Subscribe options

Select your newsletters:


Please enter your email address:

@

News & Media

Latest ITER Newsline

  • The physics behind the transition to H-mode

    H‐mode—or thesudden improvement of plasma confinement in the magnetic field of tokamaksby approximatelya factor of two—is thehigh confinement regime that all mo [...]

    Read more

  • In search of the green plasma

    Sébastien König's core competence is in planning and scheduling; his passion is in understanding the workings of the Universe. In his previous life, before join [...]

    Read more

  • An outing into the future

    Open Doors days occur with scientific regularity at ITER (spring and autumn) and yet—due to the rapid evolution of work on site—each event offers something new. [...]

    Read more

  • Fusion "grandfather" tells family story

    Grandfathers like to tell stories. And Robert Aymar, the 'grandfather' of the French fusion community, is no exception. 'Being so old,' he quipped at last week' [...]

    Read more

  • An AC/DC adapter ... ITER size

    Like flashlight and smartphones, the ITER magnets—all 10,000 tonnes of them—will run on direct current (DC). And like flashlight and smartphones they will need [...]

    Read more

Of Interest

See archived articles

A tokamak must breathe

-R.A.

When plasmas ten times hotter than the core of the Sun begin pulsating inside the ITER vacuum vessel, the combined mass of the Tokamak and cryostat (25,000 tonnes) will need a bit of breathing space. Not much—but enough to accommodate the wobbling, expansions and occasional displacements caused by the tremendous forces at work in the machine.

Anchored into the ''crown,'' the circular arrangement of 18 spherical bearings will allow for the smooth transfer of horizontal and rotational forces, giving the ITER Tokamak the indispensable ''room to breathe.'' (Click to view larger version...)
Anchored into the ''crown,'' the circular arrangement of 18 spherical bearings will allow for the smooth transfer of horizontal and rotational forces, giving the ITER Tokamak the indispensable ''room to breathe.''
In order to protect the installation and guarantee its safety, the Tokamak support system will need to be both extremely robust, with a strong connection to the Tokamak Complex basemat, and yet allow for a slight freedom of movement for the cryostat.

Connection and stability will be achieved by way of a massive pedestal—a concrete "crown," connected to walls that are radially anchored to the three-metre-thick bioshield. Eighteen radial walls will act as the flying buttresses of a medieval cathedral, providing an efficient and elegant solution for the even distribution of loads and efforts.

Movement will be permitted thanks to a circular arrangement of 18 spherical bearings that act like ball-and-socket joints and allow for the smooth transfer of horizontal and rotational forces, whether stemming from normal operations, a vertical displacement event or an earthquake.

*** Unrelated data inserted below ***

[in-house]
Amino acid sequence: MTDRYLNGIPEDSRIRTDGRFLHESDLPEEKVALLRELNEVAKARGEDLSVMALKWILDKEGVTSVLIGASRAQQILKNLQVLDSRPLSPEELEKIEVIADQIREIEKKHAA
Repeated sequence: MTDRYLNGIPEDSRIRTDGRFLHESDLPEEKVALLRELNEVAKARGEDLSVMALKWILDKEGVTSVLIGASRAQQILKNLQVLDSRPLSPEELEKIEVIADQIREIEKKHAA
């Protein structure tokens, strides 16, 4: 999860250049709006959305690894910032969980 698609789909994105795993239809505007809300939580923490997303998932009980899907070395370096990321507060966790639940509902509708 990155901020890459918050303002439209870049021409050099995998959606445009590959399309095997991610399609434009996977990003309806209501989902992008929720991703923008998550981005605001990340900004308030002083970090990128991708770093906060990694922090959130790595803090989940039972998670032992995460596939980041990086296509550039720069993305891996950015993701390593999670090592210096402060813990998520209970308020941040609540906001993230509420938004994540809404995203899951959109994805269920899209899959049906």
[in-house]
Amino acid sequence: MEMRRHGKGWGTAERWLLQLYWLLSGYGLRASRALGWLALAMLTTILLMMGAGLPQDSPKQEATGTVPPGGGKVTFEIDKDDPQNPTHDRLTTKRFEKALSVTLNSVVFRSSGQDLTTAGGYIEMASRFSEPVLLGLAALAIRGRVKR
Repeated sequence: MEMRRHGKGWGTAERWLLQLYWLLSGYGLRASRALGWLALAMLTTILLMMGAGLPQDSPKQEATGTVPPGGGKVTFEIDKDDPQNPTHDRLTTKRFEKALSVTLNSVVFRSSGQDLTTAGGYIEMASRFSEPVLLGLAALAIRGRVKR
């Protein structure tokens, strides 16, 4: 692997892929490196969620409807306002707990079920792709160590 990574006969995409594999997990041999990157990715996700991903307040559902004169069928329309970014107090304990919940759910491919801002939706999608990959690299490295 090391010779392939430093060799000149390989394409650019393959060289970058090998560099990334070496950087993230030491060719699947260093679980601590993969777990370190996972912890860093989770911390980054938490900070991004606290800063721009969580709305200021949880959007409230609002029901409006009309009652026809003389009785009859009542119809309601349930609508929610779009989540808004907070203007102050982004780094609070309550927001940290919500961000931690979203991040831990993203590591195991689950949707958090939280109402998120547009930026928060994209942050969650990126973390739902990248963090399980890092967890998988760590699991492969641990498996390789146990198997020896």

Such a combination of strong support structure and sliding or spherical bearings is commonly used in large bridges.

A 1/4 scale prototype of a spherical bearing successfully tested by ITER contractor Nuvia. Similar mechanical principles are sometimes implemented in bridges or mega-stadium roofs. (Click to view larger version...)
A 1/4 scale prototype of a spherical bearing successfully tested by ITER contractor Nuvia. Similar mechanical principles are sometimes implemented in bridges or mega-stadium roofs.
However while the mechanical principles at work in the ITER Tokamak support system are the same, the materials implemented will need to be very different.

"In the ordinary world, the bearings would be coated in Teflon, the well-known polymer used in non-stick cookware", explains Robert Fielder, technical responsible officer for the system. "Teflon is very efficient in reducing friction between bearing and socket but unfortunately would not survive in the punishing environment of the Tokamak, where radiation at the base of the cryostat would soon cause it to lose its properties."

For the industrial contractor in charge of manufacturing the bearings (Nuvia, the company that also designed and installed the anti-seismic system of the Tokamak Complex), the challenge was to identify a material that could substitute for Teflon and offer a similar, or even better, low-friction coefficient.

The 1/2 scale prototype in the Nuvia test rig, equipped with thermal probes and optic and electric strain gauges. (Click to view larger version...)
The 1/2 scale prototype in the Nuvia test rig, equipped with thermal probes and optic and electric strain gauges.
It took about six months of research and the testing of dozens of alloys, ceramics and compounds before settling on a copper-aluminium alloy that—combined with a micro lubricant (molybdenum sulphur)—would do the job to perfection. The combination already works for other ITER systems, in some components of the Wendelstein stellarator, and in deep-space applications.

The design of the bearings is now finalized. Nuvia has produced and successfully tested scaled models (one-fourth and one-half of the actual size) and will now build a full-scale prototype along with a specific installation to host it, as no laboratory or testing facility in Europe can reproduce the monster loads to which the ITER Tokamak will be subjected.

 


return to the latest published articles